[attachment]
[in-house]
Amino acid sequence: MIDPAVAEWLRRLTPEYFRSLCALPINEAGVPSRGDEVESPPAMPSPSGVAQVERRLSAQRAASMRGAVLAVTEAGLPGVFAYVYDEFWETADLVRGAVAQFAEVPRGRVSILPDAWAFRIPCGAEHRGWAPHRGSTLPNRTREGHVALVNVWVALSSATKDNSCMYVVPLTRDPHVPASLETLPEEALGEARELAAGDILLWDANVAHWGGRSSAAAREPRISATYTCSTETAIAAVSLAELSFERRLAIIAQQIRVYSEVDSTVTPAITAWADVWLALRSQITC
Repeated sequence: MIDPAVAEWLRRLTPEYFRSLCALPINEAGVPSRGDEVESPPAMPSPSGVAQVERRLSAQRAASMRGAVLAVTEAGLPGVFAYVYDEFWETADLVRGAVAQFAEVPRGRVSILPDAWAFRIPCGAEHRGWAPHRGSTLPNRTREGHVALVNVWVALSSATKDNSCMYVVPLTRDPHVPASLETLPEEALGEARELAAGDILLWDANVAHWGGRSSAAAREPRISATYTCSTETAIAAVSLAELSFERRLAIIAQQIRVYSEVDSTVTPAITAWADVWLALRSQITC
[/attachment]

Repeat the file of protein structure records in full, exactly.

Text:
[in-house]
Amino acid sequence: MIDPAVAEWLRRLTPEYFRSLCALPINEAGVPSRGDEVESPPAMPSPSGVAQVERRLSAQRAASMRGAVLAVTEAGLPGVFAYVYDEFWETADLVRGAVAQFAEVPRGRVSILPDAWAFRIPCGAEHRGWAPHRGSTLPNRTREGHVALVNVWVALSSATKDNSCMYVVPLTRDPHVPASLETLPEEALGEARELAAGDILLWDANVAHWGGRSSAAAREPRISATYTCSTETAIAAVSLAELSFERRLAIIAQQIRVYSEVDSTVTPAITAWADVWLALRSQITC
Repeated sequence: MIDPAVAEWLRRLTPEYFRSLCALPINEAGVPSRGDEVESPPAMPSPSGVAQVERRLSAQRAASMRGAVLAVTEAGLPGVFAYVYDEFWETADLVRGAVAQFAEVPRGRVSILPDAWAFRIPCGAEHRGWAPHRGSTLPNRTREGHVALVNVWVALSSATKDNSCMYVVPLTRDPHVPASLETLPEEALGEARELAAGDILLWDANVAHWGGRSSAAAREPRISATYTCSTETAIAAVSLAELSFERRLAIIAQQIRVYSEVDSTVTPAITAWADVWLALRSQITC